The Justice Department will raise the stakes in its fight against controversial voter ID laws by filing a lawsuit against the state of North Carolina to block recently adopted legislation. In August, North Carolina Governor Pat McCrory signed some of the strictest voter ID laws, not long after the summer's controversial Supreme Court decision that struck down an integral section of the Voting Rights Act.
The law has yet to go into practice, but according to the Associated Press, Attorney General Eric Holder will file suit on Monday challenging the constitutionality of the new laws. The Justice Department recently announced similar legal action against restrictive voter ID laws in Texas, too.
The DOJ, joining previous suits from the ACLU and the North Carolina NAACP, will try to restore the first seven days of early voting eliminated by the law and, most importantly, the requirement the voters present a state ID to register to vote. The most recent numbers show between 203,352 and 318,643 registered voters in the state lack a state-issued ID that the new law requires.
Holder will that request a federal judge put North Carolina's new restrictions through the pre-clearance process that the Justice Department is also using to fight similar laws in Texas. The AP explains:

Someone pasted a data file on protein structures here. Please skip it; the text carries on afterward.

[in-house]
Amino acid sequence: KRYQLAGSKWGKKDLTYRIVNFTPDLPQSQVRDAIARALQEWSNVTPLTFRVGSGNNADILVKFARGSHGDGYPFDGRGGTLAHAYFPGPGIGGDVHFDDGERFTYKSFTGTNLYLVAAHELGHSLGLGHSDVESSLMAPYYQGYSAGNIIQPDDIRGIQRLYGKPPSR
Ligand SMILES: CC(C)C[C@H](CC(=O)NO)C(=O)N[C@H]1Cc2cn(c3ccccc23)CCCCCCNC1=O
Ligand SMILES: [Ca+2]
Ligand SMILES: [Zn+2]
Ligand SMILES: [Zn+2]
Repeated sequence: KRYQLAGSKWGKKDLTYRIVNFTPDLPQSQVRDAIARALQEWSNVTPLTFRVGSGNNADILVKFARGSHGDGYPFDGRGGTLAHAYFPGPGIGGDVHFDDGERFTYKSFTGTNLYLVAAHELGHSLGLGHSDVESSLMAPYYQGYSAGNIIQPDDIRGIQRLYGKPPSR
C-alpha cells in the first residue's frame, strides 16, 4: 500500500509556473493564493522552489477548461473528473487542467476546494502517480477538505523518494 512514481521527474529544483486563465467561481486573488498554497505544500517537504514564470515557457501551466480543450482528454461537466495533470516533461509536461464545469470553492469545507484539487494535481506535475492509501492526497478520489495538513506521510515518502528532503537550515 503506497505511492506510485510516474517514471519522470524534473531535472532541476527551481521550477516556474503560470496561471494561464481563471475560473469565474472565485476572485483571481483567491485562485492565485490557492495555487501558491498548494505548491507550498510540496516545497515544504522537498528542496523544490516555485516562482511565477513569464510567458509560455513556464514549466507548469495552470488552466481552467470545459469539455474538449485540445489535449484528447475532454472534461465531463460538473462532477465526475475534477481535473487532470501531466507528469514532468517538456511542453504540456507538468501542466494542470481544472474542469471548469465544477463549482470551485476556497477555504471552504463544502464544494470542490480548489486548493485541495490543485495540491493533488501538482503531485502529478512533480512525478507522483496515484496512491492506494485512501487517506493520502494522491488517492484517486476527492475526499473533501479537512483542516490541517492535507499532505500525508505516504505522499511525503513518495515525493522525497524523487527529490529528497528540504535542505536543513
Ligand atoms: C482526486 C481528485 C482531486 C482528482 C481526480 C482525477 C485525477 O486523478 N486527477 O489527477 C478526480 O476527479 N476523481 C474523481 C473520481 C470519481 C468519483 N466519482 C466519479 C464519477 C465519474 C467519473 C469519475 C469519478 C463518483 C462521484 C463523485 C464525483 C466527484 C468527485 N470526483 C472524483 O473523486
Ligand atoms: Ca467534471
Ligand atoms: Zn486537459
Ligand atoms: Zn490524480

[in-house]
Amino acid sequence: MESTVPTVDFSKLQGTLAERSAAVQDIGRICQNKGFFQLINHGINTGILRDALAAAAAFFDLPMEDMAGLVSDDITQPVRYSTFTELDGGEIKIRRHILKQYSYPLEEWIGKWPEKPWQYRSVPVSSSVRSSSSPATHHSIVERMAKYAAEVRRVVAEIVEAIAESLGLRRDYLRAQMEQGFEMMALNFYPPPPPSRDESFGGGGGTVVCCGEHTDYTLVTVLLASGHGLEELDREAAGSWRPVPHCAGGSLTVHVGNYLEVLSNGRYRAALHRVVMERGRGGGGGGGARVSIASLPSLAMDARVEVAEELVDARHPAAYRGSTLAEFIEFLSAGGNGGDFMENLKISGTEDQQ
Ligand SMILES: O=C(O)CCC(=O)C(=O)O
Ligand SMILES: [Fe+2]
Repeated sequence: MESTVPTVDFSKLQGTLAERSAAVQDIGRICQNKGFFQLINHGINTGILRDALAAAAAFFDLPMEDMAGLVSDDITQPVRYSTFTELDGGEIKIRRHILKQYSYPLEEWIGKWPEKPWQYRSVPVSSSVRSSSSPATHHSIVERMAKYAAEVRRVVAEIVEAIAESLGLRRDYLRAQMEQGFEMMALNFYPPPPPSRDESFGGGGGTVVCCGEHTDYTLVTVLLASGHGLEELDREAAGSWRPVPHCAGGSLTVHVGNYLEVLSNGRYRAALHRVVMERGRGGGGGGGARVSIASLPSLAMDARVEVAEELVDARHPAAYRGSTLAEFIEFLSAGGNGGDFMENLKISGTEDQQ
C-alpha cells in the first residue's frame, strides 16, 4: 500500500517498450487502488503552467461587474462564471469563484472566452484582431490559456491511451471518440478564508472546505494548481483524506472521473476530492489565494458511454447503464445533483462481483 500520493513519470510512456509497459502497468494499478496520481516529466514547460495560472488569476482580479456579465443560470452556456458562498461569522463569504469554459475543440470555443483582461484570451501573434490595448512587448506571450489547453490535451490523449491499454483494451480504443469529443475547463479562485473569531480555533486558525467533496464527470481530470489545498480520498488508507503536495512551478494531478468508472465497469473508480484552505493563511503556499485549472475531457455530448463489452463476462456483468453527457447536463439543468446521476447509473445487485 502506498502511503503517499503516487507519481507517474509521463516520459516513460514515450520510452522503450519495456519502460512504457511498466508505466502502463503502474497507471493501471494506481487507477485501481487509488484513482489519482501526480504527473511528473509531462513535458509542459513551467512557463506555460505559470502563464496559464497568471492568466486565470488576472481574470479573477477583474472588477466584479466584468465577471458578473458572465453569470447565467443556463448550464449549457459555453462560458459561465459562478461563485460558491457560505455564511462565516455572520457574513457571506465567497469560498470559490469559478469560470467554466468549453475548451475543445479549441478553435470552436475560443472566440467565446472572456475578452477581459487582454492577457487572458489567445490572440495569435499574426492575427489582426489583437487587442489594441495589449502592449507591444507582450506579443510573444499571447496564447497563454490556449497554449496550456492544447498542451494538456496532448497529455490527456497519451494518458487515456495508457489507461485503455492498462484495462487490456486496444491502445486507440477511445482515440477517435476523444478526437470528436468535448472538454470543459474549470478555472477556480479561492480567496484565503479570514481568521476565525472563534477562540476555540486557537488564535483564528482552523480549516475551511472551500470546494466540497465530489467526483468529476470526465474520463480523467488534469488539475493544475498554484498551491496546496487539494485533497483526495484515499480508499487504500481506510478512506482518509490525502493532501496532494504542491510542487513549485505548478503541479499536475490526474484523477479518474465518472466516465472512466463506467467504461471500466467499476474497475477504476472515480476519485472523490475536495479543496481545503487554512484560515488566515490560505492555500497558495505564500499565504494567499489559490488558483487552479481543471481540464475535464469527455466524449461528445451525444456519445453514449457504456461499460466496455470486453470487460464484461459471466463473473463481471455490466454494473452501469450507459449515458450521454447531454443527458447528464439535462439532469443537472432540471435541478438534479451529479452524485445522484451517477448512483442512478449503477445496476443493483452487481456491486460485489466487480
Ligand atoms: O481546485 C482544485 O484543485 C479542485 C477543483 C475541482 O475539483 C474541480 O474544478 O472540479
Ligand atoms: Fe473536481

A handful of jurisdictions have been subjected to pre-clearance, or advance approval, of election changes through the Civil Rights Act provision it is relying on, but a court first must find that a state or local government engaged in intentional discrimination under the Constitution's 14th or 15th amendments, or the jurisdiction has to admit to discrimination. Unlike other parts of the voting law, the discriminatory effect of an action is not enough to trigger court review.
The new law cut the period for early voting by seven days; required voters to present a valid state ID in order to vote; put heavy restrictions on early and same-day voter registration; and put lighter restrictions on absentee ballots. Taken as a whole, the new rules seemed to create impacts that fall along racial and economic lines that would make it much more difficult for many black, poor citizens to vote in the next election.
This article is from the archive of our partner The Wire.